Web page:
Submit your skincare questions to Dr. Agnes, CEO of Herborium and natural medicine expert
What’s the right way to cover zits with
makeup? Covering up any pimples with the most full coverage foundation and
concealer is the knee-jerk reaction for most of us, right? I mean, covering
them up just makes them look like they’re not there anymore…
Or, at least that’s what the effect is
supposed to be. In reality, it can often look very obvious when someone is trying—and failing—to cover up acne.
Luckily, there is a right way to cover up acne with makeup!
However, makeup and acne are a combination that
needs to be taken seriously—trying to cover up acne with makeup could be making
it worse in some cases. Called acne
cosmetica by skin care professionals, it usually manifests as smaller pimples
in specific areas of the face. For example, pimples around the lip area could
be signs of the lipstick being the culprit.
Either way, there’s been a supposed link
between makeup and acne for a very long time—but is it really true that makeup
just makes acne spring out of nowhere? Let’s find out.
This is a yes and no question. There are specific situations where makeup could cause acne—but there are usually
other factors involved. These are some of the most common causes of
Some people claim that their makeup is
breaking them out, when in fact they're actually just not removing it properly.
Gross! Leaving makeup on your face for longer than it's supposed to be is a
surefire recipe for breakouts. The leftover product clogs pores and provides
the perfect food source for acne-causing bacteria, leading to completely
preventable flare-ups. Use a separate makeup remover before washing your face
to ensure that all traces of makeup are really
This usually happens when the concealer or
foundation applicator is applied straight to the face, then dipped back into
the bottle. Again, this is pretty gross, but one that not a lot of people think
about. If you tap your concealer wand against that pimple, then put it back into the bottle, you've potentially
introduced some of that bacteria into the tube. The solution is to apply the
product to the back of your hand before applying it to the face to avoid any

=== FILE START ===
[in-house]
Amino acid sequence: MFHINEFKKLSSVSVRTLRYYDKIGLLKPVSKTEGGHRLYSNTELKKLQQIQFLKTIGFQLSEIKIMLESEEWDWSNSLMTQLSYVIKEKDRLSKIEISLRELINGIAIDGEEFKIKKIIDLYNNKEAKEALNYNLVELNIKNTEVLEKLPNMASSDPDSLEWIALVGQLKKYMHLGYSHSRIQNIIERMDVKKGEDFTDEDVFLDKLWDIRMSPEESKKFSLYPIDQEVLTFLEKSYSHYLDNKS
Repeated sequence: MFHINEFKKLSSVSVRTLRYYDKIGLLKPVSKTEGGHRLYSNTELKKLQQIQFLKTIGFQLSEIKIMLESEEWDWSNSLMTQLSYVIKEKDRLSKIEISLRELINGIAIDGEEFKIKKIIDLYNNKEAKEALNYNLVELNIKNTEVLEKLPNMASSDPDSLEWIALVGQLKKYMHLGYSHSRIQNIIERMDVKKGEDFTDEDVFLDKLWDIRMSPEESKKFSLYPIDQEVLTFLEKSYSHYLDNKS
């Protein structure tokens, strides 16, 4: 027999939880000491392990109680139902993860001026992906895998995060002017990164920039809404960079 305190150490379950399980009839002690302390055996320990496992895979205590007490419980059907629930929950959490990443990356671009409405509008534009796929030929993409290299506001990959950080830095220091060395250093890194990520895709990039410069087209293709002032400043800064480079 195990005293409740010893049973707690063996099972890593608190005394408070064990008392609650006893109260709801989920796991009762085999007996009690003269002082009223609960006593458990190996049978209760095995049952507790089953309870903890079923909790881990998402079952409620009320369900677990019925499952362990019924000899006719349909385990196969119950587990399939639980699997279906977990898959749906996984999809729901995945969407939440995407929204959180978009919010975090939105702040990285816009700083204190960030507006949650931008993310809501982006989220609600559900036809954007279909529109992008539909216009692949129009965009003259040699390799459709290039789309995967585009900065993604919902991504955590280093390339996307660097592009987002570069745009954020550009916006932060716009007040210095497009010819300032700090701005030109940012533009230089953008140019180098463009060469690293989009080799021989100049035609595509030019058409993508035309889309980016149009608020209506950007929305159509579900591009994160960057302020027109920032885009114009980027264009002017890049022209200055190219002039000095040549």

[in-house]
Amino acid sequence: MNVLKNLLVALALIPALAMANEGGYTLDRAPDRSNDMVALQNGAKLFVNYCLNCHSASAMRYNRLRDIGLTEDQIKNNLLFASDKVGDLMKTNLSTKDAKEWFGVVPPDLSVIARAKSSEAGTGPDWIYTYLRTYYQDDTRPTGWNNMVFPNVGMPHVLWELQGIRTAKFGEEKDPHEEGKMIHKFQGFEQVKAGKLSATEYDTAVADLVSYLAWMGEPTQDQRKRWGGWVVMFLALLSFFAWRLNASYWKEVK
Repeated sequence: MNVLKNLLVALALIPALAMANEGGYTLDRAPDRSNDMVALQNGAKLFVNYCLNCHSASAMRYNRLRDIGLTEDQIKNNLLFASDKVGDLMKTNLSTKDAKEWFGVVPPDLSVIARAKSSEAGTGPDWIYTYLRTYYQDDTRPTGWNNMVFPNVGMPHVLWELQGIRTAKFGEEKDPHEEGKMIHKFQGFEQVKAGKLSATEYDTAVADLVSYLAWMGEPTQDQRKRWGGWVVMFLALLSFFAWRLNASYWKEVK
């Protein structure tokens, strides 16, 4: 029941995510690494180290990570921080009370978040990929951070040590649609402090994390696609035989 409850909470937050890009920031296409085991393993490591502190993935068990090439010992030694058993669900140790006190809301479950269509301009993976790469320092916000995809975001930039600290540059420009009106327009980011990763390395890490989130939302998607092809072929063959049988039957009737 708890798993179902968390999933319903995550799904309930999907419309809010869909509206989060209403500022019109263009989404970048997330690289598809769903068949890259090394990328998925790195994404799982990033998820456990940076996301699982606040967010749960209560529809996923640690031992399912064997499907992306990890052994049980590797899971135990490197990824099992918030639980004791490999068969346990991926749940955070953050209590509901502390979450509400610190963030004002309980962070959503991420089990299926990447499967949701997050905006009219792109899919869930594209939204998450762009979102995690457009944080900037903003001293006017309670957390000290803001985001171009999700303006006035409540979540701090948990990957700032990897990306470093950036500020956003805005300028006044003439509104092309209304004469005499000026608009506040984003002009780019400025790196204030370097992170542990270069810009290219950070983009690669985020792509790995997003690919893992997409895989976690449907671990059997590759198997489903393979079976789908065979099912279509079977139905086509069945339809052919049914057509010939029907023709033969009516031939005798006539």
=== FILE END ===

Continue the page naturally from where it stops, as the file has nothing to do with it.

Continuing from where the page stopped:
cross-contamination of bacteria. From there, you can use a clean fingertip or brush to blend the product in.
One of the really annoying things about acne
is that it’s so individual. Different people respond to different formulas—and
your friend’s favorite foundation might not be right for you and could cause
breakouts. This is the common skin concern known as acne cosmetica—basically,
acne caused by cosmetics. However, that doesn’t mean you can’t wear makeup,
ever—it just means you have to figure out which ingredient specifically bothers
you. A good start is to only use non-comedogenic makeup that’s oil-free, plus
you can get samples from stores to try something out before buying.
When you put makeup on over skin that hasn't
been freshly washed, you're basically trapping all of the already accumulated
grime to the skin and under makeup—a surefire recipe for breakouts galore. If
you do want to wear makeup, always wash your face first and use a moisturizer
that's right for your skin type. This ensures that your face is clean of any
dirt and grime, plus it is properly hydrated to ensure that makeup lasts
without breaking down on skin.
In the same vein as using dirty makeup, dirty
makeup brushes can be a hidden source of acne. Ideally, you want to wash
brushes at least once a week. Brushes and sponges used for liquid products such
as foundation are more prone to collecting germs and need to be cleaned more
often than brushes used for powder products. Almost anything can be used as a
good brush cleanser—castile soap, dish soap, and bar soap are all perfect
options for giving makeup brushes a thorough cleanse. Just be sure to leave
them to dry either lying flat or hanging upside down—drying them quickly
ensures that no lingering germs are left hiding in the bristles!
This is something that almost every single
girl out there has done—but do you really know how this could be affecting your
skin? The thing is, your friend doesn’t even need to have any active zits cause
to cause a breakout in your skin when
you share makeup. Just the presence of foreign dead skin cells might be enough
to trigger a breakout—so minimize the risk and stop swapping makeup. Keep a
small makeup bag with all of your own products with you so you won’t need to
borrow others’. Also, don’t let other people use your makeup either! You don’t
know where their hands have been!
When it comes to covering acne with makeup,
less is more. Covering all of your skin with a high coverage product isn’t
going to look natural—but strategic concealer application can. Using a
concealer that perfectly matches your skin, carefully dab it on using a small,
precise brush. Try to concentrate the concealer only on the pimple, but still
blend out the edges so that there aren’t very obvious little circles of makeup
on your face! This technique can be used to conceal the dark marks left behind
by pimples, too.
However, there are some types of pimples that
makeup just shouldn't be used on. Any zit that has broken skin or crusty skin
won't be suitable for this. You'll be doing two terrible things to your skin:
potentially introducing more pimple-causing bacteria to your skin, and making
the pimple more obvious, rather than concealing it. Sometimes, you just need to
leave pimples alone and let them heal.
It’s not always
bad to cover acne with makeup. But, always make sure that you’re using the
right tips and techniques that don’t cause more breakouts and stop your makeup
from looking cakey.